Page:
My last night in Zambia, on this two week trip, and the power is out for the second time this week, for more than a couple of minutes. Usually the generator kicks in, but tonight it sputtered and failed – did someone forget to fill it with fuel? So, I’ve got candles lit, and my iPhone will work for a little while longer for me to write this draft (which, of course, I can’t upload, since the wifi connection is out).
I want to cook dinner, especially since it’s cold (winter here), and a hot meal would be lovely, but clearly that requires power.
It definitely makes me think about how reliant we, esp in the West, have become on a reliable electrical grid to supply us with our needs, for sustenance, for entertainment, for simply existing. It’s Friday night, Shabbat/Sabbath, and I’ve never really thought about what strictly observant Jews do in the setting of a power outage. Obviously, unlike me right now, their meal is fully cooked, but if they only have lit 2 shabbat candles, the whole house is dark, and they must continue their meal in darkness. But, that, I have always thought, is part of the beauty of Shabbat – that you have to accept things as they are, and adapt, not looking to “change” the situation. Our modern approach is to “muck around” with things – never satisfied with how nature has ordered the world around us. We landscape our yards, yanking weeds and native plants, replacing them with hybrids and imports. In Africa, the natural forces often seem to be winning the battle with human attempts at conquest – the futile cloth that covers our copy machine in the office, to try and limit the pervasive dust that finds it’s way into everything.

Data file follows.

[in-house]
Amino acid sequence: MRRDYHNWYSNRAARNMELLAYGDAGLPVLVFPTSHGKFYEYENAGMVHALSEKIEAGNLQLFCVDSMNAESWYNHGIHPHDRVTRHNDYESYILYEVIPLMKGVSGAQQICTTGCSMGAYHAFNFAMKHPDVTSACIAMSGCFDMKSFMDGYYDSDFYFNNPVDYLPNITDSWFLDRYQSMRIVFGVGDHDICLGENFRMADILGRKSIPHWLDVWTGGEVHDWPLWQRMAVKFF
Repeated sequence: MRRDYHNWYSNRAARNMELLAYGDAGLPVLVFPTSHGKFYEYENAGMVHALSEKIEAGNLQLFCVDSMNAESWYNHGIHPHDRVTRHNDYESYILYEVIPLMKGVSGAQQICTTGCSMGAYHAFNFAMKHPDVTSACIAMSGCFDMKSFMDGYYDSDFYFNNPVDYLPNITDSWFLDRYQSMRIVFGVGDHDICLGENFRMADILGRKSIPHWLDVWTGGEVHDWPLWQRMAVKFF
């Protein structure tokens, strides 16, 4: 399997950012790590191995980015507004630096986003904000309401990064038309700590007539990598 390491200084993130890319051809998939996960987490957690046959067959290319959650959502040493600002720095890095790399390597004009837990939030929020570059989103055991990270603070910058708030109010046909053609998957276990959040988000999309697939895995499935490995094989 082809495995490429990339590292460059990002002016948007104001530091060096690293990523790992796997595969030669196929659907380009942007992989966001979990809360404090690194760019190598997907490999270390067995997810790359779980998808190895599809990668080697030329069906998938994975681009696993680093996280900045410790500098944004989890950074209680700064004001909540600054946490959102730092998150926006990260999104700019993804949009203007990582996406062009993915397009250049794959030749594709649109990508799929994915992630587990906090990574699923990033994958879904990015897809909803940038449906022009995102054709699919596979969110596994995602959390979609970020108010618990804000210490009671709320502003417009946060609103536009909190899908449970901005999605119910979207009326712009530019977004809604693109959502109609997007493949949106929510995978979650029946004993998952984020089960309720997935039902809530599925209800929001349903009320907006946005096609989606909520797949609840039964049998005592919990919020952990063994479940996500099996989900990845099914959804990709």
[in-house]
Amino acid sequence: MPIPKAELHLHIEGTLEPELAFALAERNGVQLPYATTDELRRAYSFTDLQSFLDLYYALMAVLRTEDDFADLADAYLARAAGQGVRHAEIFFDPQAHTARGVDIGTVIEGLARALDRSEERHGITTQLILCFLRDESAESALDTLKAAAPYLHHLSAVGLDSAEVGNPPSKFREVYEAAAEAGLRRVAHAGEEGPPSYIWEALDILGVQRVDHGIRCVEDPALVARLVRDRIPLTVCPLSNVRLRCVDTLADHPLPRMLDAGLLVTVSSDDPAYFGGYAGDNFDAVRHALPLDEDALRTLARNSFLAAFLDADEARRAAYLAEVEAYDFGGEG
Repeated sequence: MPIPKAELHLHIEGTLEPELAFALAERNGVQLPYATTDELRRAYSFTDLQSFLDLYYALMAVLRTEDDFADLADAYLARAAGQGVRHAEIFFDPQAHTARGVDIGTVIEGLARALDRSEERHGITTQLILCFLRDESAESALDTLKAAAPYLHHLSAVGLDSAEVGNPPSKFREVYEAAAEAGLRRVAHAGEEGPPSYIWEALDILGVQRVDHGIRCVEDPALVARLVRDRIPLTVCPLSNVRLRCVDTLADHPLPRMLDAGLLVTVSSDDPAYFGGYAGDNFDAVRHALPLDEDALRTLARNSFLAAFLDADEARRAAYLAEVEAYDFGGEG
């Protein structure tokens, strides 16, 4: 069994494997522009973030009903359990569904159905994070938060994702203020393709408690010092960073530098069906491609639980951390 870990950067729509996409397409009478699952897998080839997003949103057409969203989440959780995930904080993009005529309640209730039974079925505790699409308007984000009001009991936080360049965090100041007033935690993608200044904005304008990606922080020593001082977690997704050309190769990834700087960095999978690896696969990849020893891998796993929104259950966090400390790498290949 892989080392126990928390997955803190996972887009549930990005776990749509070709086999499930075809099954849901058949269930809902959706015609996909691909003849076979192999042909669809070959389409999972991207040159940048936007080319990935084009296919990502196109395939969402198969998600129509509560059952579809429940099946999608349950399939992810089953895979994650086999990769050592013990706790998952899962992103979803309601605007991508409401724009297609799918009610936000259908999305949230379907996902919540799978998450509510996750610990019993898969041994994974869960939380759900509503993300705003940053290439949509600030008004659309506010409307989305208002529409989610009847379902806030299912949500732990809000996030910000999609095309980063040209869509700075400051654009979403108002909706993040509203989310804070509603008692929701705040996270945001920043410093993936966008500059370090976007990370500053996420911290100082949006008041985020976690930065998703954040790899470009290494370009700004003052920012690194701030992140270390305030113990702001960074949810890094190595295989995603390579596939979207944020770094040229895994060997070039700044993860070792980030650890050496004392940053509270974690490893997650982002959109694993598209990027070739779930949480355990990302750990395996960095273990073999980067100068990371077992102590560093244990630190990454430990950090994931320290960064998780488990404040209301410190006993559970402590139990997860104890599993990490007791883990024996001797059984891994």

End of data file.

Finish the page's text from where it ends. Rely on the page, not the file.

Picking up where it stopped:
Why is the Zambian dust so hard to control?